Pharmacokinetic profile of TβM1

The PK profile is consistent with other known monoclonal antibodies (38). Since this agent is an IgG4 and is given IV, these study data provide additional information on the PK behavior of this class of mAb compared with the IgG1 and IgG2 backbone. TβM1 measurements of anti-drug antibody (ADA) confirmed that less than 1% of the patients developed antibodies against TβM1 (one patient in this study).

Pharmacodynamics of TβM1

The small sample size limits assessments of PD effects at individual doses. Regarding the specific gene expression panel that was previously identified to be regulated by TGF-β inhibition (39), there was non-significant reduction of SMAD7, TMEPAI and OCIAD2 at the 240-mg dose. Significant effects might have occurred with a larger sample size, more frequent dosing or higher doses. This would suggest that the dose of TβM1 was not effective enough in blocking TGF-β1 levels in humans to achieve a reduction in gene expression in PBMCs. Notably, there was no dose-related decrease; rather the reduction for all dose levels was similar. Hence, it is also possible that the observations for the 240-mg dose level were chance events. The comprehensive gene expression profiling also suggested that the doses were not sufficient to decrease the TGF-β1-associated signaling as determined by the STK24 gene expression. After TβM1 administration, VEGF and bFGF were reduced in some patients as detected by the MAIP. While this indicates a possible TβM1 treatment effect, other markers of tumor progression were increased in the same and other patients. For instance, IL-6 was increased in a patient with RCC and IL-8 was increased in 5 patients (data not shown). In addition to these pro-inflammatory markers, PAI-1 and TIMP-1 were increased (data not shown). The MAIP detects tumor markers which can be compared to standard chemistry tests. For instance, the carcinoembryonic antigen (CEA) values obtained by standard serum chemistry were correlated with the elevated CEA values detected by the MAIP. Unfortunately, as already shown in some patients with standard tumor marker evaluation, all the MAIP-based tumor markers increased during treatment with TβM1. Overall, the MAIP panel depicts a situation that is consistent with tumor growth and not with tumor response and in some instances is expected based on previous evaluations (40).

Clinical response of TβM1

The best clinical response in this study was stable disease. There were 4 patients who received 3 cycles and only 1 patient who was treated for 4 cycles. While this result is consistent with the benefits observed in general phase I oncology patients (41), the results on balance do not favor further clinical development of TβM1 as a treatment for non-specific types of cancer. The tumor markers in all patients, including lactate dehydrogenase levels, increased or were only briefly reduced (less than 1 cycle). All this suggests that the TGF-β1 blockade by the dosing regimens employed was either inadequate, that TGF-β1 is not sufficiently active in tumor growth, or that its inhibition leads to activation of other pro-growth pathways in patients where the relevance of TGF-β-dependent growth has not been predetermined at study entry. Compared with the fresolimumab (GC-1008) clinical observation, another IgG4 mAb but directed against all 3 ligands (32), it is possible that TβM1 may have been active in patients with melanoma. However, no melanoma patients were included in this study.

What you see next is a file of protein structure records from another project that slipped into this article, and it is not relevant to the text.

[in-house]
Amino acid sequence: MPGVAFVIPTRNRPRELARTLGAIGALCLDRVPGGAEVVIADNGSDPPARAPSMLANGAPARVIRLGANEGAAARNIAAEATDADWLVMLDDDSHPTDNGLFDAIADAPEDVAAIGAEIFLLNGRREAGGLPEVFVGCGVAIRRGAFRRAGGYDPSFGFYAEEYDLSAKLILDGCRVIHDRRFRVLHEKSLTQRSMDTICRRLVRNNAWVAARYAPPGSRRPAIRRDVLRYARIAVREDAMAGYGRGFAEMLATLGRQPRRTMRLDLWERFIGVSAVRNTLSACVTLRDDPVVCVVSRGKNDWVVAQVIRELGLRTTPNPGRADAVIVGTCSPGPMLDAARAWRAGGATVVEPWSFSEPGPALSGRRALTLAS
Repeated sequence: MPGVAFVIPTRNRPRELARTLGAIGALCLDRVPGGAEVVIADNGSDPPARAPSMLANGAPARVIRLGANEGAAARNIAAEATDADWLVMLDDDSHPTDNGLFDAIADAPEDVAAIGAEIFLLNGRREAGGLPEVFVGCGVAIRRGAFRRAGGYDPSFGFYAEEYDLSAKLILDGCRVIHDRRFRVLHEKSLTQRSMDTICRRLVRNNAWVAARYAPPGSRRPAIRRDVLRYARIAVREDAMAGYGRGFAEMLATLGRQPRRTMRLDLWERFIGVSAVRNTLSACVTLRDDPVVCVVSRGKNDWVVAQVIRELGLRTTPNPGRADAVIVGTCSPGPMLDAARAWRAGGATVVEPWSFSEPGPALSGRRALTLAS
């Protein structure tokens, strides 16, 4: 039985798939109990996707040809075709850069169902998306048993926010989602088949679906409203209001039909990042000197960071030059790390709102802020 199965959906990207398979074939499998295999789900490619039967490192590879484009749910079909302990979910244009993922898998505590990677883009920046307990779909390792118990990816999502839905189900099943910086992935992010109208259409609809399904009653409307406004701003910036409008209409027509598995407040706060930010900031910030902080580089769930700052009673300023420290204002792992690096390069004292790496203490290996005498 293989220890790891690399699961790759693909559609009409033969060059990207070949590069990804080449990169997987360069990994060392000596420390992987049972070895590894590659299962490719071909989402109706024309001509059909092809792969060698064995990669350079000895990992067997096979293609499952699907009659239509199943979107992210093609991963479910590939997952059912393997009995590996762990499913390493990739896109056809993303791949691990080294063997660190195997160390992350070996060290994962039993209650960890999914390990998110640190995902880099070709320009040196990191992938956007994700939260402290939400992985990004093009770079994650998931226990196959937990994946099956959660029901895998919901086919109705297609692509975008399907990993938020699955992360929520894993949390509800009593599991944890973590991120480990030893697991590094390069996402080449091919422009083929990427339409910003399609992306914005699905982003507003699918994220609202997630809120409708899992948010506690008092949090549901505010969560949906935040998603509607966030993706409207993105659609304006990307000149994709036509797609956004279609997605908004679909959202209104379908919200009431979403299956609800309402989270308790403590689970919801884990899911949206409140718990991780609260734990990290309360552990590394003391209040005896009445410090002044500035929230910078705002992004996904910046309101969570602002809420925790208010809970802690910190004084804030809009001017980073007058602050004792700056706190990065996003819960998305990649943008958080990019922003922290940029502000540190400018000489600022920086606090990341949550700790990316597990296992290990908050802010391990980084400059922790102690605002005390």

In summary, TβM1 is safe when administered once monthly by IV for 10 min. No MTD was observed. Reduction in PD marker levels of VEGF and bFGF suggests minor activity of TβM1 on the targeted pathway at the dose regimens investigated. PD effects on gene expression profiles do not translate into significant antitumor effects in patients. This lack of a consistent PD response and a clinical antitumor effect in the various cancers included in this trial failed to identify a tumor type responsive to isolated TGF-β1 suppression that warrants further study.

Acknowledgements

This study was sponsored by Eli Lilly and Company, IN, USA. The authors wish to express their appreciation to investigators, coordinators and patients for their participation in this study. Dr M. Lahn, Dr D. Desaiah and Ms. K. Williams are employees of Eli Lilly and Company, Indianapolis, IN, USA and hold company stock. Ms. A. Cleverly and Ms. C. Pitou are employees of Eli Lilly and Company, Windlesham, Surrey, UK and hold company stock options. Dr A. Cohn, Dr P. Conkling, Dr R. Raju and Dr D. Richards have no financial disclosures.

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December 2014
Volume 45 Issue 6

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Copy and paste a formatted citation
APA
Cohn, A., Lahn, M.M., Williams, K.E., Cleverly, A.L., Pitou, C., Kadam, S.K. ... Richards, D. (2014). A phase I dose-escalation study to a predefined dose of a transforming growth factor-β1 monoclonal antibody (TβM1) in patients with metastatic cancer. International Journal of Oncology, 45, 2221-2231. https://doi.org/10.3892/ijo.2014.2679
MLA
Cohn, A., Lahn, M. M., Williams, K. E., Cleverly, A. L., Pitou, C., Kadam, S. K., Farmen, M. W., Desaiah, D., Raju, R., Conkling, P., Richards, D."A phase I dose-escalation study to a predefined dose of a transforming growth factor-β1 monoclonal antibody (TβM1) in patients with metastatic cancer". International Journal of Oncology 45.6 (2014): 2221-2231.
Chicago
Cohn, A., Lahn, M. M., Williams, K. E., Cleverly, A. L., Pitou, C., Kadam, S. K., Farmen, M. W., Desaiah, D., Raju, R., Conkling, P., Richards, D."A phase I dose-escalation study to a predefined dose of a transforming growth factor-β1 monoclonal antibody (TβM1) in patients with metastatic cancer". International Journal of Oncology 45, no. 6 (2014): 2221-2231. https://doi.org/10.3892/ijo.2014.2679